Natasha Lyonne: For me, I would say it’s having been there and been to the top of the mountain, I guess by that, I just mean like American Pie is the number one movie in the country. This random thing that I have no affiliation with, and it’s kind of like, okay, so now you’re at the top, who cares? And having then dropped out for basically a decade and returned again, and yada yada. It’s like I know there’s no, there there sort of on a spiritual basis. And I really do believe in this kind of, I know it’s already, and I apologize, but I do believe in a sort of quest for the truth and a quest for meaning and that I feel so lucky that it’s like Universal, Netflix are throwing money at essentially this brain trust of like assembling this team that is again, this season, it’s an all female writer’s room, which is, it sort of just happens for some reason. And it’s like the biggest brains and the funniest, most complicated women I can find, you know? And then we just go after it to really try to say something. You don’t get a lot of shots at life, or you get that creative freedom to actually say something.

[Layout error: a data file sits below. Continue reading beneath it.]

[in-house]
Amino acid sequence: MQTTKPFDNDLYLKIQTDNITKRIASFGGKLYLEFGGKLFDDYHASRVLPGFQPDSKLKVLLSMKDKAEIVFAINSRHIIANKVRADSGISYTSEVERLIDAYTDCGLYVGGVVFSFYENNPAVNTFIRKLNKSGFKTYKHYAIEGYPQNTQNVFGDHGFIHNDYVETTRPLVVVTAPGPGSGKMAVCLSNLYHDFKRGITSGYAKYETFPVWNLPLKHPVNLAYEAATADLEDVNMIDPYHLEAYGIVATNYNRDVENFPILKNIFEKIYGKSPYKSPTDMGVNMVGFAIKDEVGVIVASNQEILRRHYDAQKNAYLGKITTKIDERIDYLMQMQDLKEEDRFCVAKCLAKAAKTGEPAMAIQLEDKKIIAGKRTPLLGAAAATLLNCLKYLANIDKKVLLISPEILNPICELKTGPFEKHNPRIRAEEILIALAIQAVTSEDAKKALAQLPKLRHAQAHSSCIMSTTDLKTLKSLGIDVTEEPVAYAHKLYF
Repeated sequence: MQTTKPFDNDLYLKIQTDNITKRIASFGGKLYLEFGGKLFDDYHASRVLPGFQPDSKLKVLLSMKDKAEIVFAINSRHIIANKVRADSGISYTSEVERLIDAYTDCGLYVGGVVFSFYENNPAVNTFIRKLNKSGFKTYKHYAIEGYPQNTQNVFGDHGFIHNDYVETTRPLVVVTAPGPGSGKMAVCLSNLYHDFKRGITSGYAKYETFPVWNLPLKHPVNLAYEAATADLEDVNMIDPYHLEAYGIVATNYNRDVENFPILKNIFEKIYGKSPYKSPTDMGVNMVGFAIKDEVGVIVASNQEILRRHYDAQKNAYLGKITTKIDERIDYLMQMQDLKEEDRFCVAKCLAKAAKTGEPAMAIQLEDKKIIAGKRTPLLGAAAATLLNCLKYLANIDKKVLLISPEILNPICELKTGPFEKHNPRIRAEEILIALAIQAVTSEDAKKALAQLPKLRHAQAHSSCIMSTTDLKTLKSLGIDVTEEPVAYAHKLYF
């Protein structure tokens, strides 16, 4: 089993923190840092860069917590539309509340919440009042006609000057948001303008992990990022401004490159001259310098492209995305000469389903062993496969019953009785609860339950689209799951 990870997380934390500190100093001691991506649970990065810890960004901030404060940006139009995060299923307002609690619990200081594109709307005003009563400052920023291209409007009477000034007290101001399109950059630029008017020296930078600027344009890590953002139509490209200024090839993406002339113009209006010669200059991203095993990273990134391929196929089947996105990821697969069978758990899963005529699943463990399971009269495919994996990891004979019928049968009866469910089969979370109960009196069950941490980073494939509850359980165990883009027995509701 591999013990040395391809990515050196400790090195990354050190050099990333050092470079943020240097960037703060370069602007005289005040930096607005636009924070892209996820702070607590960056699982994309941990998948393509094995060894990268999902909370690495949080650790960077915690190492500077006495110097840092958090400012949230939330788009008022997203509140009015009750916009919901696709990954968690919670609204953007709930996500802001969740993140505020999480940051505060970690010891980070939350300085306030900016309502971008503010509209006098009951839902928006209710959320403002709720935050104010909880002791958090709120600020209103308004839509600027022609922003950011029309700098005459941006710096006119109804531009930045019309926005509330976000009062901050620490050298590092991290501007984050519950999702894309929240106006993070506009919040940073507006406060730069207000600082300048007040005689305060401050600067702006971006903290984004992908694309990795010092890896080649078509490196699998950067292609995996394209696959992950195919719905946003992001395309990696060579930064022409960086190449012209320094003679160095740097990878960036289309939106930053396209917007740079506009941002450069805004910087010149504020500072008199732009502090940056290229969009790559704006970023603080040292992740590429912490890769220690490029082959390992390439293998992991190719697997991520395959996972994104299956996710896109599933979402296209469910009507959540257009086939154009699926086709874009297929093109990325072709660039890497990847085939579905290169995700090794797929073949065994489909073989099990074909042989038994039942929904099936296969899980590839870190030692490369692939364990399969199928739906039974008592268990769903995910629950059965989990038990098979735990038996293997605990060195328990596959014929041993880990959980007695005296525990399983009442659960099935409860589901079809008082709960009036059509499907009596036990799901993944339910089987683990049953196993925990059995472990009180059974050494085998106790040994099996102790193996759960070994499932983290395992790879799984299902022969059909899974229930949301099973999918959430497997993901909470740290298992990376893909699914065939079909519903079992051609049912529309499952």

And like Alice is saying, it’s not really about winning or losing. It is about actually making something. For me, as like a weirdo, outcast teenager who sat in the back of the class and felt uncomfortable in my skin. It’s very, when I would see, or hear, or read something that made me feel seen and less alone, it was everything. It was like the reason to go on another day. Like life make sense. And I always feel like for us, that’s what we’re trying to do is just lessen that load. That Albatross, that these kids are carrying around just a little bit. You got shame around the untreated mental illness in your family unit, whatever. We’re talking about it. You feel uncomfortable in your skin. You’re not sure how to hack it. We’re here for you buddy. We’re fine. We like being that show that can reach people on an individual basis, because if you look at the statistics, if you look at the news, it’s like people are dropping like flies, and it feels like life can be too much or inundated with all this information constantly that’s completely overwhelming. It’s like the country’s built on this weird foundation of lies. We’re supposed to kind of just constantly pretend isn’t happening.